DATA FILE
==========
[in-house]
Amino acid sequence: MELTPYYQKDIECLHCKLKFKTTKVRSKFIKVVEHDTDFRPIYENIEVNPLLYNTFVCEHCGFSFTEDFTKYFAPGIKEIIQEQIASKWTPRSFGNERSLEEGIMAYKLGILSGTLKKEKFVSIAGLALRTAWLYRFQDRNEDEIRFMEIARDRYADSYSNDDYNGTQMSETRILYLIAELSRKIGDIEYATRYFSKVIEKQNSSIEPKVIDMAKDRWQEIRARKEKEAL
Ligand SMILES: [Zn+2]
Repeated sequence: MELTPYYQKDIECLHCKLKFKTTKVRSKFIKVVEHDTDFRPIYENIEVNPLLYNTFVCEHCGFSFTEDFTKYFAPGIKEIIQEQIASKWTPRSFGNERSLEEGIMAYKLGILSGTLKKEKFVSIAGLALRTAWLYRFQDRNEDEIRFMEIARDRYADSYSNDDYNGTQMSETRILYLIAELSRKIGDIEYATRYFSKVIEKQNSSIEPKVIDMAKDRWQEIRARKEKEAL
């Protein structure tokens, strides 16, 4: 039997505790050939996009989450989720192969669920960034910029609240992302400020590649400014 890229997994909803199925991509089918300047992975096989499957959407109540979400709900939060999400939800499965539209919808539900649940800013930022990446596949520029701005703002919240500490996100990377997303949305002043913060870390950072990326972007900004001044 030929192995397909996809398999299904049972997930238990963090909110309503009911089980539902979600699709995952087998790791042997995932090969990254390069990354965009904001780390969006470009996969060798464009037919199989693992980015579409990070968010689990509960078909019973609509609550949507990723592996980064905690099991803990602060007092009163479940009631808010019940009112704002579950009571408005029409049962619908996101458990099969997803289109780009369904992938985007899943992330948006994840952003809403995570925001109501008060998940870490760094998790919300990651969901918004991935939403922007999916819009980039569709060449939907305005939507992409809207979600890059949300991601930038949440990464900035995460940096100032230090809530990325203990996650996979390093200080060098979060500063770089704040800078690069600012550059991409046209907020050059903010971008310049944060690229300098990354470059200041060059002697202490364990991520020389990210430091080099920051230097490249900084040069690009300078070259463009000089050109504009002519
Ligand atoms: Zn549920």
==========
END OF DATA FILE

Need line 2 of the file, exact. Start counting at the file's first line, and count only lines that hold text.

Amino acid sequence: MELTPYYQKDIECLHCKLKFKTTKVRSKFIKVVEHDTDFRPIYENIEVNPLLYNTFVCEHCGFSFTEDFTKYFAPGIKEIIQEQIASKWTPRSFGNERSLEEGIMAYKLGILSGTLKKEKFVSIAGLALRTAWLYRFQDRNEDEIRFMEIARDRYADSYSNDDYNGTQMSETRILYLIAELSRKIGDIEYATRYFSKVIEKQNSSIEPKVIDMAKDRWQEIRARKEKEAL